If your plugin is going to have A LOT of data, then using the wp_postmeta is NOT a good idea as demonstrated below:
Taking Woocommerce as an example,
In a store with ~30,000 products, say there will be an average of ~40 post meta (attributes and everything) per product, 5 product images per product, which means there will be ~4 image meta for each image:
30,000 products x 40 meta each = 1,200,000 rows in wp_postmeta
30,000 products x 5 images each x 4 image meta for each = 600,000 rows in wp_postmeta
So with merely 30,000 products you are looking at having 1,800,000 rows in wp_postmeta.
If you add more properties to your products or your product images, this number will multiply.
The problem with that is twofold:
- Self joins are very expensive with MySQL
- wp_postmeta table is not indexed unless you are using later mysql versions (ie no FULLTEXT index for meta_value)
To give an example from an actual case:
SELECT meta_value FROM wp_postmeta WHERE meta_key LIKE '_shipping_city'
query, which selects shipping city from all order details comes at a whopping ~3 seconds on an entry level dedicated server even if there are 5-10 orders. This is because the query is run from among a wp_postmeta table which has ~3 million rows in live installation.
Even the home page comes quite slow, because the theme pulls various elements from wp_postmeta - sliders, a few review inserts, a few other meta. In general product listing is very slow, searches are similarly slow when listing products.
You cannot fix this via any normal means. You may put Elastic Search in your server and use an Elastic Search plugin in Wordpress, you may use redis/memcached, you may use a good page cache plugin, but in the end fundamental issue will remain - fetching any amount of data from a bloated wp_postmeta table will be slow, whenever it is done. On the server where i tested the solution i implemented below, all of these were installed and configured properly and optimized, and site worked agreeably ok for non logged in users or commonly done queries since caching plugins kicked in.
But the moment a logged in user tried to do something that was not commonly done or the crons, caching plugins or any other utility wanted to fetch actual data from db to cache it or do anything else, things went pig slow.
So i tried something else:
I coded a small plugin to take all product meta (postmeta for post type product) to a custom table generated by code. This plugin took all meta for each post and created a table by adding each meta as columns and inserting the values into each row. So, i turned the EAV format into a horizontal, flat relational format. I also had the plugin to delete postmeta from all moved products from the wp_postmeta table.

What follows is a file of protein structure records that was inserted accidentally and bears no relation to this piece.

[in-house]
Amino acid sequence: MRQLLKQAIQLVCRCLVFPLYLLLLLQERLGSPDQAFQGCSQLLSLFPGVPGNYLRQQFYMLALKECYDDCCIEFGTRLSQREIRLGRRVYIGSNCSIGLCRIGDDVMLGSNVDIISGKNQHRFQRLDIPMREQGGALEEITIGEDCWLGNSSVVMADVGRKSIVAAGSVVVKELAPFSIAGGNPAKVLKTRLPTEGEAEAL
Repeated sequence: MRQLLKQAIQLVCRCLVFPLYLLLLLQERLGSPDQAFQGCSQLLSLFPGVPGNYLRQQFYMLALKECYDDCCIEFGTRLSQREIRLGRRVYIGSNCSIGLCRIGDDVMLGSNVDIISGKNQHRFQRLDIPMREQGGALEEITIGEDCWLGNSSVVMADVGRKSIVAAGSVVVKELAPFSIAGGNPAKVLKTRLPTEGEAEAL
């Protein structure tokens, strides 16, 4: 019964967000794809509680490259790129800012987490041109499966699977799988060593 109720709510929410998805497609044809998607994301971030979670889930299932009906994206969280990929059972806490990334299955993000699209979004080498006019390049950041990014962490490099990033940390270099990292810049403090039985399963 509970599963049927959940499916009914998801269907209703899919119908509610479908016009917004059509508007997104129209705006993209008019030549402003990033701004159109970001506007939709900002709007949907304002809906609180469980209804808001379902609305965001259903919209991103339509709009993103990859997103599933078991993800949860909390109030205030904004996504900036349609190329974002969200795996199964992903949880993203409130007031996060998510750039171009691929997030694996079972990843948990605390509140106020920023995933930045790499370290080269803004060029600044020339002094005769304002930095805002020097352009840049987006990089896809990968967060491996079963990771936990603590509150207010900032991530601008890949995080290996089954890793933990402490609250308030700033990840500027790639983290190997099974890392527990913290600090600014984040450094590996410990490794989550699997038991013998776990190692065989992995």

While im at it, i also moved attachment postmeta and all other post type's meta to their own tables.
Then i hooked into get_(post_type)_meta filter to override retrieval of metadata to serve them from new custom tables.
Now the same query from earlier, which took ~ 3 seconds to fetch from wp_postmeta takes ~0.006 seconds. The site now behaves as if it was a fresh WP installation.
Naturally, doing things the Wordpress way is better. It is actually the norm.
However, it is also obvious knowledge that EAV table is very inefficient in scaling. It is infinitely flexible and lets you store any data, but the price you pay for that, is performance. Its a fundamental trade off.
In that context, its difficult to tell someone who is intending to have a heap ton of data and - god forbid - query/search on that data to use wp_postmeta table for sure. The performance hit will be great.
Using your custom tables will allow your data to pile up and still remain fast enough.
Just like how Pippin Williams, the creator of Easy Digital Downloads plugin mentioned he would use custom tables if he was just starting coding his plugin, if you are going to create something that will be used for long time or pile up a lot of data, its more efficient to use your custom tables if you design them well.
You must make sure that any other plugin/addon developer has means to hook into your plugin to manipulate your data before and after retrieval of the data. If you do that, then you are pretty solid.